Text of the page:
"Why do you have to take off your clothes?"

"So you feel the burn," he says, laughing.

No matter how much we might have cursed the game at the time, no matter how torturous practice might have seemed, we value the toughness football produces, the bond it forges, the humility it demands. In other words, we value the memory of it. But how gauzy are those memories? How much have we allowed tradition to cloud truth? Admittedly there is a measure of sadism involved in promoting the culture: Everything is so easy for our kids, and football is hard. It's the antidote to the big-screen televisions and the game stations and the handheld devices that connect them instantaneously to a world of frivolous entertainment. They might not have to go to the library to do research anymore, but by damn they can still feel the pain of staring through a face mask while running interminably across a field on an August afternoon with the grass drying underfoot. Football, in the language of the culture, gives you something you don't get anywhere but in a war, a reference point that allows you to face any of life's difficulties -- mental, physical, emotional -- through the sweaty prism of a double-day workout in 102-degree heat. If I could get through that, I can get through this.

THE CULTURE PERSISTS. How can someone whose life was built on power and toughness admit to weakness and fear? How do the culture's three strongest words -- Suck it up -- turn into the three weakest -- I need help?

"People have a hard time believing I'd do it all again," Hendrickson says. "They look at me funny. That was my goal, though: Play in the NFL."

He's the ghost of football, hovering over the game. He looks down, picks at his food, takes a drink of lemonade. "Maybe I should have set my goals higher, you know? Maybe I accomplished my goal too young and then had this whole life to live after it."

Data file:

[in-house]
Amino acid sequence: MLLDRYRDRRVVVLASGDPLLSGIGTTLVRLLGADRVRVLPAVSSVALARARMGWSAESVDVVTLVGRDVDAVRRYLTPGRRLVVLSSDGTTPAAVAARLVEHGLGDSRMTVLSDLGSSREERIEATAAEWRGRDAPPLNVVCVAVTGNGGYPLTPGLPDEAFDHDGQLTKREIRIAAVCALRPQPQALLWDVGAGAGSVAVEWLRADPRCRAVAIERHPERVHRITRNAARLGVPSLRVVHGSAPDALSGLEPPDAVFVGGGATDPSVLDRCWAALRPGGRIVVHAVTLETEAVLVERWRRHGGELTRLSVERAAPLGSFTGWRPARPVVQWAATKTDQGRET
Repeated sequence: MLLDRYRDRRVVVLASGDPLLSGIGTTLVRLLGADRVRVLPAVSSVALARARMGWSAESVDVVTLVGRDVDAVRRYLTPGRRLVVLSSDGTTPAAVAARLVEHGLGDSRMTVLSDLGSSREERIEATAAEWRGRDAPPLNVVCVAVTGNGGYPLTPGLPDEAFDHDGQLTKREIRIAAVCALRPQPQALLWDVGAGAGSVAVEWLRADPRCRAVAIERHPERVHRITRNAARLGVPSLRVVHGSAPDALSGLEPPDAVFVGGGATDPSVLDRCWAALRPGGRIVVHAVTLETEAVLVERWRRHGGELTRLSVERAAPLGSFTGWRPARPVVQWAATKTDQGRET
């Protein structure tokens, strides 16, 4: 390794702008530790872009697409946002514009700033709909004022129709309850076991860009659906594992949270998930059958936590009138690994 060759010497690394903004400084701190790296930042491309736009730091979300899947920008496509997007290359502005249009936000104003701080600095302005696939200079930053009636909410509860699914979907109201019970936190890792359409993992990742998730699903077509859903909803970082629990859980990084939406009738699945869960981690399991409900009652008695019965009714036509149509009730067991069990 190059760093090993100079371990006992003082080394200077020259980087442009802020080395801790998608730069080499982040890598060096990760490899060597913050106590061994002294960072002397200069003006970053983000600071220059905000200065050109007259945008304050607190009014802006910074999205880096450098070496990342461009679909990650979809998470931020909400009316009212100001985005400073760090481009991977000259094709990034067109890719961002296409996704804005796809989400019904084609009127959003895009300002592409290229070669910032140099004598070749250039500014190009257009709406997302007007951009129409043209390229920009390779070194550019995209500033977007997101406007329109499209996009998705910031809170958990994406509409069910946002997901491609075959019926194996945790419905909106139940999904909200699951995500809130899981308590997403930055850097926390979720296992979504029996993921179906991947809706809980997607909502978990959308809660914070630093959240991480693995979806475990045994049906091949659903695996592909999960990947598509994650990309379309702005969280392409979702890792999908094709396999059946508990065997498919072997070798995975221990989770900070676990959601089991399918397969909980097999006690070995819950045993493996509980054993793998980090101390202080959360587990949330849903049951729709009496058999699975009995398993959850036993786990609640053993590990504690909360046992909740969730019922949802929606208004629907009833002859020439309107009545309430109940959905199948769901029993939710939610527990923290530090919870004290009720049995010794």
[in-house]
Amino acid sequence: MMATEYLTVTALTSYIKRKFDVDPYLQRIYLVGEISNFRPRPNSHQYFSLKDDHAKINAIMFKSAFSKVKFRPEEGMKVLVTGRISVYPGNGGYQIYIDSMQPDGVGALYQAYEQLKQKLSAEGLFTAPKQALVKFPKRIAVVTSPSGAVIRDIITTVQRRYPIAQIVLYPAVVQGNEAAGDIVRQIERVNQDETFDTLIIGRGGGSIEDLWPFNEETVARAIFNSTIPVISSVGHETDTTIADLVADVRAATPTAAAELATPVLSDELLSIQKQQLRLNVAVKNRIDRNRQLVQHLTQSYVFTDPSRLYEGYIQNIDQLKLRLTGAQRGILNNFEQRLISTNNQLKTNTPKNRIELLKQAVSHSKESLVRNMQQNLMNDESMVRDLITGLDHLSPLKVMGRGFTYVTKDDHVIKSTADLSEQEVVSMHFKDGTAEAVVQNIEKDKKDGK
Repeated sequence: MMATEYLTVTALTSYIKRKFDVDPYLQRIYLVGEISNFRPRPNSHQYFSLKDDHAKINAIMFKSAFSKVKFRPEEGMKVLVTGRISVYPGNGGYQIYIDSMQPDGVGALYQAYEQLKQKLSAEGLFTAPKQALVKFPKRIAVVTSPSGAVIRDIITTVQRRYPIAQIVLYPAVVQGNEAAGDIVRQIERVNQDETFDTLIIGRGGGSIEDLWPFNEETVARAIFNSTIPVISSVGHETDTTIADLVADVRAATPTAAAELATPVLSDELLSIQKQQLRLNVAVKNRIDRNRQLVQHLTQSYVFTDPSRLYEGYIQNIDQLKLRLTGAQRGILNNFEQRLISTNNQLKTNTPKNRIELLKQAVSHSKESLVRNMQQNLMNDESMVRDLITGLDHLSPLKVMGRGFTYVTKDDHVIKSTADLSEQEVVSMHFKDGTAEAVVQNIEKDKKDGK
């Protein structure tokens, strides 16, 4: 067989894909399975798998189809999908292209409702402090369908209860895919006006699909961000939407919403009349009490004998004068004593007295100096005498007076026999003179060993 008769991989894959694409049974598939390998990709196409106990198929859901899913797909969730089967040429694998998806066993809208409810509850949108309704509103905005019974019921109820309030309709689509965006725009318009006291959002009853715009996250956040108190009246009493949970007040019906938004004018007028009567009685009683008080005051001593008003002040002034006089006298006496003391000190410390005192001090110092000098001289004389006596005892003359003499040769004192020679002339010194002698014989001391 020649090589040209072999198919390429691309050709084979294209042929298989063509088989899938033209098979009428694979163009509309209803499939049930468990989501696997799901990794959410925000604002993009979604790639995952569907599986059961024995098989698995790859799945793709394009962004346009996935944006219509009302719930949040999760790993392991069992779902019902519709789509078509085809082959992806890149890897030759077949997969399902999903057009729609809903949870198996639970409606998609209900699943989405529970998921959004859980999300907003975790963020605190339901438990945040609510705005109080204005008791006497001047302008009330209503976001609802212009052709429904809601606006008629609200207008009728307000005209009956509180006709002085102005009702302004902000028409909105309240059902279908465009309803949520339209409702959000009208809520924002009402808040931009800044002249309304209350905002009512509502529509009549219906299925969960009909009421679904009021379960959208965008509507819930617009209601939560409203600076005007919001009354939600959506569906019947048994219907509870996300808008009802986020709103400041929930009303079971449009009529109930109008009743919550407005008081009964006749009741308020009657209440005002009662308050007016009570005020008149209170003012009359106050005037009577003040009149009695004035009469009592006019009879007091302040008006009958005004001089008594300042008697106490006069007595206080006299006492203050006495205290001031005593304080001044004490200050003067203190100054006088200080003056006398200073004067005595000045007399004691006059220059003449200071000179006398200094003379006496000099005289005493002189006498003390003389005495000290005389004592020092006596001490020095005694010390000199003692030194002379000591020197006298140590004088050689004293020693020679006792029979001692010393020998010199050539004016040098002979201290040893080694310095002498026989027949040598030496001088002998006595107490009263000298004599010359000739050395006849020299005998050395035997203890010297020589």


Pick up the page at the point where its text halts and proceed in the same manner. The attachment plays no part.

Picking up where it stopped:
There's an uncomfortable silence. This doesn't feel like a normal interview. Hendrickson and I had never spoken before I arrived today with my recorder and notepad, but after 15 minutes it felt as if we'd known each other forever. Shared friends, shared experiences -- we were two lifelong buddies who just met.

What's next? Steve shrugs. He's trying to make it through today so he can make it through tomorrow. He keeps up with his daughter, Courtney, and her field hockey team at Cal. He plans to move back to Napa next year, after his son graduates from Escondido's San Pasqual High, about 500 miles away. As luck and genes would have it, Kyle Hendrickson, 6'4" and 227 pounds, is a highly recruited linebacker who will be a senior in the fall.

One Friday in May, a coach from Alabama came to put Kyle through a workout. Steve calls to tell me Alabama liked his size and quickness. He says his son reads the guard better than his old man ever did. Without a hint of reservation, Steve says, "I think he can play on Sundays."

Should the sons of those damaged by the game be deprived of its pleasures? A few days later, I hear the wince in Carla Hendrickson's voice when I repeat Steve's words. "It's a double-edged sword for me to see my own son gaining attention in the sport that broke his dad down," she says. "I almost feel hypocritical supporting football with Kyle."

She and her son talk about it. Carla has asked Kyle whether he has any reservations about planning a future in the sport that has caused his father's deterioration. Kyle has an answer for that: He, like his dad before him, is the guy other parents worry about.

Carla knows that will change as size and speed concentrate at the college level. She says, "I don't want to see my kid in the same situation his dad is in now."

She gets it; she's grappling with a decision she knows was made years ago, in a place she knows well, where football is valued above all else. Not long ago, Kyle saw that photo of his dad and his buddies in their Napa High letterman jackets. "Whoa, Mom," he said. "Dad was a good-looking guy."

Something in her voice -- a mixture of resignation and concession -- makes it clear she understands she's fighting something bigger, something she's powerless to stop. She sighs and struggles with the words. It's a terrible feeling but one she can't shake. She's hoping against hope that her son will see his father as he is and not as he was.